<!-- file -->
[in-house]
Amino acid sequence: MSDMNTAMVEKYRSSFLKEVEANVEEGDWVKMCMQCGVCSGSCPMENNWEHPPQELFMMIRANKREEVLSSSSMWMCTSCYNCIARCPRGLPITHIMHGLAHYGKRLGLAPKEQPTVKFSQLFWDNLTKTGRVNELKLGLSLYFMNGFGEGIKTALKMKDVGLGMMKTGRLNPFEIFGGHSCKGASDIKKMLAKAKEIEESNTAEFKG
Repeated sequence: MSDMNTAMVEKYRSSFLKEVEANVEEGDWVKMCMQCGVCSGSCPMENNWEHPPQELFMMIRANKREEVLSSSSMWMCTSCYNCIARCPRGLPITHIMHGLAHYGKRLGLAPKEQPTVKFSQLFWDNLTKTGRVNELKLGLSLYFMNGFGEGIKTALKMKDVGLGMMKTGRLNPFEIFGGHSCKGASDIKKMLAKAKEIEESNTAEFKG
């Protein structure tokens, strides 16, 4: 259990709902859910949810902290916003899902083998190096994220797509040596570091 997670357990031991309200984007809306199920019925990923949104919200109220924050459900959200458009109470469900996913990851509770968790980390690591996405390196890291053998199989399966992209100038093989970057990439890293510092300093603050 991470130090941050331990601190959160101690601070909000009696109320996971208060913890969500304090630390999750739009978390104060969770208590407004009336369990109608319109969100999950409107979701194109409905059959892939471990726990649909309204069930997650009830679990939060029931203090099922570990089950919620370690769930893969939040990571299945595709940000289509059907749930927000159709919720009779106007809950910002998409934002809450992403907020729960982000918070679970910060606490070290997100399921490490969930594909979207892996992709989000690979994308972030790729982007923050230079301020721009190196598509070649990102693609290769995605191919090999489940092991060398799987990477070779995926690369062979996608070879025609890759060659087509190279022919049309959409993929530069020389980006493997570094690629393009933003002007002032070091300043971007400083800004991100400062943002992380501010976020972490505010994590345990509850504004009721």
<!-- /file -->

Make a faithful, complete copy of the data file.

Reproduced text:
[in-house]
Amino acid sequence: MSDMNTAMVEKYRSSFLKEVEANVEEGDWVKMCMQCGVCSGSCPMENNWEHPPQELFMMIRANKREEVLSSSSMWMCTSCYNCIARCPRGLPITHIMHGLAHYGKRLGLAPKEQPTVKFSQLFWDNLTKTGRVNELKLGLSLYFMNGFGEGIKTALKMKDVGLGMMKTGRLNPFEIFGGHSCKGASDIKKMLAKAKEIEESNTAEFKG
Repeated sequence: MSDMNTAMVEKYRSSFLKEVEANVEEGDWVKMCMQCGVCSGSCPMENNWEHPPQELFMMIRANKREEVLSSSSMWMCTSCYNCIARCPRGLPITHIMHGLAHYGKRLGLAPKEQPTVKFSQLFWDNLTKTGRVNELKLGLSLYFMNGFGEGIKTALKMKDVGLGMMKTGRLNPFEIFGGHSCKGASDIKKMLAKAKEIEESNTAEFKG
């Protein structure tokens, strides 16, 4: 259990709902859910949810902290916003899902083998190096994220797509040596570091 997670357990031991309200984007809306199920019925990923949104919200109220924050459900959200458009109470469900996913990851509770968790980390690591996405390196890291053998199989399966992209100038093989970057990439890293510092300093603050 991470130090941050331990601190959160101690601070909000009696109320996971208060913890969500304090630390999750739009978390104060969770208590407004009336369990109608319109969100999950409107979701194109409905059959892939471990726990649909309204069930997650009830679990939060029931203090099922570990089950919620370690769930893969939040990571299945595709940000289509059907749930927000159709919720009779106007809950910002998409934002809450992403907020729960982000918070679970910060606490070290997100399921490490969930594909979207892996992709989000690979994308972030790729982007923050230079301020721009190196598509070649990102693609290769995605191919090999489940092991060398799987990477070779995926690369062979996608070879025609890759060659087509190279022919049309959409993929530069020389980006493997570094690629393009933003002007002032070091300043971007400083800004991100400062943002992380501010976020972490505010994590345990509850504004009721």